Leonard Pitts Jr.: The year (bleep) got real

But there may also be reason to hope it might also go down as The Year (Bleep) Got Saved.

A boat that sank in Lake Mead is left embedded in the dry lake bed.
Luis Sinco/Los Angeles Times/TNS
We are part of The Trust Project.

"There's a choice we're making. We're saving our own lives." -- from "We Are The World"

Yes, this is early.

Also Read
A pardon, of course, must be contingent on Trump publicly accepting the results of the 2020 election and assuming responsibility for the Jan. 6 insurrection.
So, dare we hope their victory has meaning? Well, that depends on where we go from here.

That ritual where the columnist assigns the year a theme doesn't usually begin until December. But the view from this pew is that, where 2022 is concerned, said theme is already clear.

In recent days, this has begun to feel very much like The Year (Bleep) Got Real.


Sixteen years after Al Gore implored us to face "An Inconvenient Truth" and we didn't, we have seen climate change mutate from a seemingly abstract threat against a theoretical future to a series of unsettling headlines charting an immediate crisis -- a right here, right now danger -- facing all 8 billion passengers on this spaceship. International weather maps over the past two weeks looked like the Shenandoah Valley in October -- a vista of deep reds and golds signifying blazing heat pretty much everywhere. Great Britain -- cool, damp Britain -- sweltered through its hottest day, ever, triple digits Fahrenheit. Meantime, wildfires have blackened great swaths of Spain, Italy, Portugal and France.

Closer to home, the Colorado River, the artery of water that makes Los Angeles possible, has gone saltine dry. The Great Salt Lake is vanishing, two-thirds of it gone and still shrinking. California is burning -- again. The cascade effect of all this, the impact on human and animal migration, on the extinction of bugs, birds and beasts, on weather patterns, on the economy, on air quality, on the habitability of the planet, cannot be overstated.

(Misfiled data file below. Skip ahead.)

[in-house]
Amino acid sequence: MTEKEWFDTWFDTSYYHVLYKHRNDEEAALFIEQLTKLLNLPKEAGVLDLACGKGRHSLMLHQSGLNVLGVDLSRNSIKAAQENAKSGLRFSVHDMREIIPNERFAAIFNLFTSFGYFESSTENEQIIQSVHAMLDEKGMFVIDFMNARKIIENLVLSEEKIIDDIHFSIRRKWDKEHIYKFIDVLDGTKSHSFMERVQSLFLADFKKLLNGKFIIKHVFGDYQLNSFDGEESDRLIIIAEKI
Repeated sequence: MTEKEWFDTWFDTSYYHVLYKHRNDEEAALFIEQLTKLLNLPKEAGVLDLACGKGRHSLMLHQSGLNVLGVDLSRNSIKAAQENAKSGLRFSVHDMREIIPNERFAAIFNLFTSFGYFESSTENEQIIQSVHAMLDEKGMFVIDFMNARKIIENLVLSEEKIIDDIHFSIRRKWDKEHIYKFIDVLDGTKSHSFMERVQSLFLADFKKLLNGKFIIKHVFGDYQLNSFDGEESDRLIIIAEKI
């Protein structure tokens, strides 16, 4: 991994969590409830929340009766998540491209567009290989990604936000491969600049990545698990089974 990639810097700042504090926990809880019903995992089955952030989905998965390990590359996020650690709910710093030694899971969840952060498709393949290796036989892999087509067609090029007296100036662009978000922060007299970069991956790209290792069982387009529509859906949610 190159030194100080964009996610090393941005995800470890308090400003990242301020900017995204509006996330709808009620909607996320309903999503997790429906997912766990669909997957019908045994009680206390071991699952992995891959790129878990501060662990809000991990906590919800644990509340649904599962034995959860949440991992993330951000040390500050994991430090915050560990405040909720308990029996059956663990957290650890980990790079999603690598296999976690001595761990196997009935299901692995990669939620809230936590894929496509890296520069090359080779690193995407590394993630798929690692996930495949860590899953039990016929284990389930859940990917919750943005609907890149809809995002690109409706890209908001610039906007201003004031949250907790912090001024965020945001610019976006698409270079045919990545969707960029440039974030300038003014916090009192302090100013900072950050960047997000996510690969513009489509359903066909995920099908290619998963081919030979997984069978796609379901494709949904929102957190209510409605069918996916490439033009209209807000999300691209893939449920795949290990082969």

But if 2022 is, indeed, The Year (Bleep) Got Real, last week gave us reason to hope it might also go down as The Year (Bleep) Got Saved.

Senate Democrats agreed to a $369 billion bill that is being called the nation's most ambitious effort yet to combat climate change. It includes tax incentives to encourage the development of alternative energy sources, the purchase of electric vehicles, the retrofitting of homes. With this measure, which the Senate could pass within days, the country might, by the end of this decade, cut greenhouse-gas emissions to 40 percent less than their 2005 levels. And here is the most startling sentence you'll read all day:

Democratic Sen. Joe Manchin deserves a lot of credit.

The West Virginia lawmaker, famously at odds with his party on many of its legislative priorities, had balked at supporting this one, too. In that, he was a doppelganger of Republicans like Sen. Lindsey Graham who feels that, while climate change is scary, it's not as scary as a bear market or bad jobs numbers. Graham recently huffed that, "I don't want to be lectured about what we need to do to destroy our economy in the name of climate change."

Never mind that the end of the world would also be pretty bad for business. In fact, never mind Lindsey Graham, because Manchin had an 11th-hour change of heart, positioning the United States to vault from climate laggard to climate leader, as it should have been all along.

This is the most important story in the world because it is the world. None of the other things that gobble our attention -- Donald Trump, abortion rights, gun violence -- matter as much as the inarguable fact that this planet is rapidly growing inhospitable to human life. That grim truth has hit like a hammer in recent days. Now, perhaps, we get to hit back.


It is not that those other things don't matter. But worrying about them presupposes a future.

Last week offers hope that we may still have one.

Leonard Pitts Jr. is a columnist for the Miami Herald. Readers may contact him via e-mail at

©2021 Miami Herald. Distributed by Tribune Content Agency, LLC.

What to read next
For 38 years, I have been in child care in one way or another — as a mother, teacher, advocate, director and grandmother. I am currently the director at Civic League Day Nursery in Rochester. We opened our doors in 1930 as a woman-led, pioneering effort to bring quality care to children of working parents. And we’ve been doing just that for 91 years.
Ditterich Mercantile recently opened to fill a need for a grocery store in Vergas, Minnesota. It's an example of community innovation and passion.
Editor's note: Clarence Page is off this week. Robert C. Koehler is writing in his place.
A summer trip offered a much greater appreciation of the vastness of God’s creation on earth, while also putting things into perspective.